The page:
Box Office: Apes Rise and Rise and Rise

Millions of years of evolution, learning to use bones as weapons and tools and such – thanks, Monolith – and finally, the apes have their day. Well, they’ve had days before. Rise of the Planet of the Apes wasn’t able to match the $68.5m opening weekend of Tim Burton’s 2001 remake of the original. Still, with the critical lauding married to the better-than-expected opening weekend, Rise could likely go down as a much more successful film than the Planet of the Apes remake. It cost slightly less, too, $100m for the 2001 film compared to $93m for Rise. Regardless of how it contends with Burton’s film, Rise of the Planet of the Apes had a highly successful weekend, one that surly put grins on faces over at Fox, and one that could spark a new series continuing the hilarious hi-jinks of Caesar and his primate pals. I’m sure most of the critical and public world would welcome such a series alike.

The same can’t be said for The Change-Up. Not only did it get blasted by harsh criticism pretty much across the board, the R-rated comedy came nowhere near its expected weekend numbers. In fact, as far as R-rated comedies go this Summer, The Change-Up had the worst opening numbers of them all. Bridesmaids, Bad Teacher, Horrible Bosses, and Friends With Benefits all came in above or way above the $15m mark in their first three days. Not true with The Change-Up, which coupled with the lack of success Jason Bateman and/or Ryan Reynolds have had with their name alone, pretty much proves each of them needs either a property, ensemble cast, or A-list co-star to bring their starring vehicles in on target. Or maybe it’s just the awful reviews. Sometimes critics do have the power. Just don’t tell any of them I said that. Egos and whatnot.

After 24 days and $1b in worldwide grosses, Harry Potter and the Deathly Hallows Part 2 was still unable to top Transformers: Dark of the Moon to become the #1 domestic grossing film of 2011. That said, Transformers also takes the robotic cake for the Summer, a pretty successful Summer at that. If you include Fast Five – many analysts do, as its release came during the April-to-May three-day – the Summer saw five films top $200m domestic. Granted, that’s down from six in 2010, but it matches the number seen in 2009. The grand total for the top 10 this Summer came in at $2.2b domestic, down from $2.4b domestic for the 10 biggest films last Summer. Nonetheless, with three films topping $1b worldwide – something that’s never been done before, the box office season can be seen as anything but a disappointment.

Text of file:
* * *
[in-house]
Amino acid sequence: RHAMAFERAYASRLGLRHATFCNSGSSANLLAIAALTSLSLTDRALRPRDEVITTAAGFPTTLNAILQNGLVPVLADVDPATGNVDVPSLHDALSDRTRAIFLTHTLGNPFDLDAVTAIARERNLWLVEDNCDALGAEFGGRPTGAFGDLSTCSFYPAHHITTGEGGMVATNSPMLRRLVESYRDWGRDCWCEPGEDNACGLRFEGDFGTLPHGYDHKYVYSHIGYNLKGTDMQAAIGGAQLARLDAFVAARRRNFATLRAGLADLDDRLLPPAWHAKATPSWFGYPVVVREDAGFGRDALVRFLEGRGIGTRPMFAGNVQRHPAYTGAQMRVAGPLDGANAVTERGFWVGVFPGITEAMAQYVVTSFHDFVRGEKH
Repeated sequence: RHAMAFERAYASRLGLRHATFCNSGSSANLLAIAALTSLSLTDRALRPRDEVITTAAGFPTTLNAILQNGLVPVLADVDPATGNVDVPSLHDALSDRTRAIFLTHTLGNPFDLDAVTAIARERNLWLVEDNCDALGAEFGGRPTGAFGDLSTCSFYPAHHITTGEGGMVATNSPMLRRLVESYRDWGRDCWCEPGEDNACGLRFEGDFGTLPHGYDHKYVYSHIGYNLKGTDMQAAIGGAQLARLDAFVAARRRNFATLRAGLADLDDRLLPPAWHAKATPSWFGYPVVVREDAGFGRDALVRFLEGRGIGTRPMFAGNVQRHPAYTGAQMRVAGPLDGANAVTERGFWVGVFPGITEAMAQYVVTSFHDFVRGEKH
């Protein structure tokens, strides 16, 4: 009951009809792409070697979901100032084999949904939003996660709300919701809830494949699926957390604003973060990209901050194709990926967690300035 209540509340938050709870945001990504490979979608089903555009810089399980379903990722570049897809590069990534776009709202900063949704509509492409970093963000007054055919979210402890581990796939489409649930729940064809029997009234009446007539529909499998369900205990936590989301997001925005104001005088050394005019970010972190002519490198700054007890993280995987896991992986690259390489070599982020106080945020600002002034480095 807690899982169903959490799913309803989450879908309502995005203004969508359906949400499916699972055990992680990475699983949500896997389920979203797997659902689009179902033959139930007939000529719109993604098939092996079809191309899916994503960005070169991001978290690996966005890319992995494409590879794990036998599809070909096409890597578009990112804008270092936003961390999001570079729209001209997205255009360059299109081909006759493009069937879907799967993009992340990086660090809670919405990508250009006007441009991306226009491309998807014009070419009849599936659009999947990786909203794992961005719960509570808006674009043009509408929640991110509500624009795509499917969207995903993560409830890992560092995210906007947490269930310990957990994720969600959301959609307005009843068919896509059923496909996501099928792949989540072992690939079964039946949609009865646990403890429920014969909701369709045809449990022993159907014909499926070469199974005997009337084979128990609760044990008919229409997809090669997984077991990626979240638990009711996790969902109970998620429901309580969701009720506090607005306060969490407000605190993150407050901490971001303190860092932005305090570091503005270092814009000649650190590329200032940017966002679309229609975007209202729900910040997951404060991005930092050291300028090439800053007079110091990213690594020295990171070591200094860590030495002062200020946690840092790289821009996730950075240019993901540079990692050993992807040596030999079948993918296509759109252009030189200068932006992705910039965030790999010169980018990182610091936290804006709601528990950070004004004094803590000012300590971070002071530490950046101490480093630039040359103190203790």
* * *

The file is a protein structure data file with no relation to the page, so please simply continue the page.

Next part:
Here’s the top 10 from the Summer and their domestic takes:

  1. Transformers: Dark of the Moon – $344.1m
  2. Harry Potter and the Deathly Hallows Part 2 – $342.8m
  3. The Hangover Part II – $253.2m
  4. Pirates of the Caribbean: On Stranger Tides – $239m
  5. Fast Five – $209.8m
  6. Cars 2 – $184.7m
  7. Thor – $180.8m
  8. Bridesmaids – $166.4m
  9. Kung Fu Panda 2 – $162.6m
  10. X-Men: First Class – $145.2m

The Summer movies will still see month or two of release and these numbers will get shifted around a bit. Captain America will definitely be knocking X-Men off that list with a well-placed shield to the head, and Harry Potter will without question take the top spot sometime this coming week. And who knows? When all is said and done Midnight in Paris could inch its way into the #10 spot. Okay, that’s a stretch, but would you really be all that shocked?

Here’s how the weekend broke down:

  1. Rise of the Planet of the Apes – $54m NEW
  2. The Smurfs – $21m (-41%) $76.2m total
  3. Cowboys & Aliens – $15.7m (-56.8%) $67.3m total
  4. The Change-Up – $13.5m NEW
  5. Captain America: The First Avenger – $13m (-49.1%) $143.1m total
  6. Harry Potter and the Deathly Hallows Part 2 – $12.1m (-44.7%) $342.8m total
  7. Crazy, Stupid, Love. – $12.1m (-36.7%) $42.1m total
  8. Friends With Benefits – $4.7m (-49.3%) $48.5m total
  9. Horrible Bosses – $4.6m (-35.7%) $105.1m total
  10. Transformers: Dark of the Moon – $3m (-50.5%) $344.1m total

The weekend brought in $153.7m, down from last weekend but not a shock considering we’re in the dog days of August, almost a dumping ground for films that don’t quite make the cusp of being Summer blockbuster fare. Next weekend sees a number of films that fall right into that category released. The Help opens Wednesday and 30 Minutes or Less – I refuse to include that annoying : – Final Destination 5, and Glee the 3D Concert Movie all open wide. I’ll just be imagining a world where those last three combine to make one movie where the Glee kids get stalked and picked off by Death, and it’s only 30 minutes long. Ah, happiness.

We’ll be back on Thursday to see how the weekend is shaping up.

Jeremy's been writing about movies for a good, 15 years, starting with the film review column of his high school newspaper. He stands proud as the first person in his high school to have seen (and recommend) Pulp Fiction. Jeremy went on to get a B.A. in Cinema and Photography with a minor in journalism. His experience and knowledge of film is aided by the list of 6600 films he has seen in his life (so far). Jeremy's belief is that there are no bad films, just unrealized possibilities. Except Batman and Robin. That shit was awful.

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